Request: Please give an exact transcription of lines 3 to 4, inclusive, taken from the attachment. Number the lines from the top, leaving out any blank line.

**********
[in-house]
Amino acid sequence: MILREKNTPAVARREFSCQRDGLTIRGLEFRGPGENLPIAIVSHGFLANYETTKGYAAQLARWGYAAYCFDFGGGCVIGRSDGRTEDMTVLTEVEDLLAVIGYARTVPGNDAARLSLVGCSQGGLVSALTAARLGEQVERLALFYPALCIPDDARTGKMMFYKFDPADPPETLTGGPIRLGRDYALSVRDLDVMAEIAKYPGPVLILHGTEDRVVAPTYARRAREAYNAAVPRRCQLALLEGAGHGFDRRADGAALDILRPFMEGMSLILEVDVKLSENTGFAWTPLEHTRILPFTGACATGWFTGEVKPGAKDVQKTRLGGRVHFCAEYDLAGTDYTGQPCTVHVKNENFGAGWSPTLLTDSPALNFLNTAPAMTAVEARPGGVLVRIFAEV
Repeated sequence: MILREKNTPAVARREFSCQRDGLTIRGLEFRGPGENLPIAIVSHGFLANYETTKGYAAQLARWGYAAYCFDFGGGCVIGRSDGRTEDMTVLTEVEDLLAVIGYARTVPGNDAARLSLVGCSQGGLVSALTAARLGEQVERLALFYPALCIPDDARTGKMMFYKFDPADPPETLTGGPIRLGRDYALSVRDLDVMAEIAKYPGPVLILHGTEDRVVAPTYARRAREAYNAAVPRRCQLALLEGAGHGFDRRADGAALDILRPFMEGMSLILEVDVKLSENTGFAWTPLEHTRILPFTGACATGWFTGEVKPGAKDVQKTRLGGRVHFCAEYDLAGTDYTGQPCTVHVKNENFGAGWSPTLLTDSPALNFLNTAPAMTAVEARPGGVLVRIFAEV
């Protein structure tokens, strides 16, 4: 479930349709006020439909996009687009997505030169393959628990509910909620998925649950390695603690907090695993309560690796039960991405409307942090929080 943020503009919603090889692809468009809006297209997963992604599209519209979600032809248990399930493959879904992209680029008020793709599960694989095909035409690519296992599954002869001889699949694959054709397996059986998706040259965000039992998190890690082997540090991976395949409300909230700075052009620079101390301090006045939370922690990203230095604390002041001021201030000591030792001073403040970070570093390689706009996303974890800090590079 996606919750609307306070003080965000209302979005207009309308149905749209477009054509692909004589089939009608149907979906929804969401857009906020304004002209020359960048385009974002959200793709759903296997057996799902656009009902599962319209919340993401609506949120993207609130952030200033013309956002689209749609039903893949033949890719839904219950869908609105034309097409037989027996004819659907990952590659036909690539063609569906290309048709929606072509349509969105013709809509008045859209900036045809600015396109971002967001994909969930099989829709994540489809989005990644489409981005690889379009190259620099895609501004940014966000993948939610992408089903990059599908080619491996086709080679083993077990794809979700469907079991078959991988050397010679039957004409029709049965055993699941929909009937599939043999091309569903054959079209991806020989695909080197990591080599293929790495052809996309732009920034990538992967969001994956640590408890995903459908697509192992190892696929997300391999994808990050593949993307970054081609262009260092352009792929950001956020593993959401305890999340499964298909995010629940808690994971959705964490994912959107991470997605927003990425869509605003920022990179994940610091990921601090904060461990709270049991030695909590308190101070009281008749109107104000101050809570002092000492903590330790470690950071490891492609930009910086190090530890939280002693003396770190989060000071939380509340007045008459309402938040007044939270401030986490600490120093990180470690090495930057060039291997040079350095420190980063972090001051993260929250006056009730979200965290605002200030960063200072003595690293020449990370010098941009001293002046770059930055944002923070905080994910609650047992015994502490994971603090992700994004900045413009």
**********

Repeated sequence: MILREKNTPAVARREFSCQRDGLTIRGLEFRGPGENLPIAIVSHGFLANYETTKGYAAQLARWGYAAYCFDFGGGCVIGRSDGRTEDMTVLTEVEDLLAVIGYARTVPGNDAARLSLVGCSQGGLVSALTAARLGEQVERLALFYPALCIPDDARTGKMMFYKFDPADPPETLTGGPIRLGRDYALSVRDLDVMAEIAKYPGPVLILHGTEDRVVAPTYARRAREAYNAAVPRRCQLALLEGAGHGFDRRADGAALDILRPFMEGMSLILEVDVKLSENTGFAWTPLEHTRILPFTGACATGWFTGEVKPGAKDVQKTRLGGRVHFCAEYDLAGTDYTGQPCTVHVKNENFGAGWSPTLLTDSPALNFLNTAPAMTAVEARPGGVLVRIFAEV
């Protein structure tokens, strides 16, 4: 479930349709006020439909996009687009997505030169393959628990509910909620998925649950390695603690907090695993309560690796039960991405409307942090929080 943020503009919603090889692809468009809006297209997963992604599209519209979600032809248990399930493959879904992209680029008020793709599960694989095909035409690519296992599954002869001889699949694959054709397996059986998706040259965000039992998190890690082997540090991976395949409300909230700075052009620079101390301090006045939370922690990203230095604390002041001021201030000591030792001073403040970070570093390689706009996303974890800090590079 996606919750609307306070003080965000209302979005207009309308149905749209477009054509692909004589089939009608149907979906929804969401857009906020304004002209020359960048385009974002959200793709759903296997057996799902656009009902599962319209919340993401609506949120993207609130952030200033013309956002689209749609039903893949033949890719839904219950869908609105034309097409037989027996004819659907990952590659036909690539063609569906290309048709929606072509349509969105013709809509008045859209900036045809600015396109971002967001994909969930099989829709994540489809989005990644489409981005690889379009190259620099895609501004940014966000993948939610992408089903990059599908080619491996086709080679083993077990794809979700469907079991078959991988050397010679039957004409029709049965055993699941929909009937599939043999091309569903054959079209991806020989695909080197990591080599293929790495052809996309732009920034990538992967969001994956640590408890995903459908697509192992190892696929997300391999994808990050593949993307970054081609262009260092352009792929950001956020593993959401305890999340499964298909995010629940808690994971959705964490994912959107991470997605927003990425869509605003920022990179994940610091990921601090904060461990709270049991030695909590308190101070009281008749109107104000101050809570002092000492903590330790470690950071490891492609930009910086190090530890939280002693003396770190989060000071939380509340007045008459309402938040007044939270401030986490600490120093990180470690090495930057060039291997040079350095420190980063972090001051993260929250006056009730979200965290605002200030960063200072003595690293020449990370010098941009001293002046770059930055944002923070905080994910609650047992015994502490994971603090992700994004900045413009």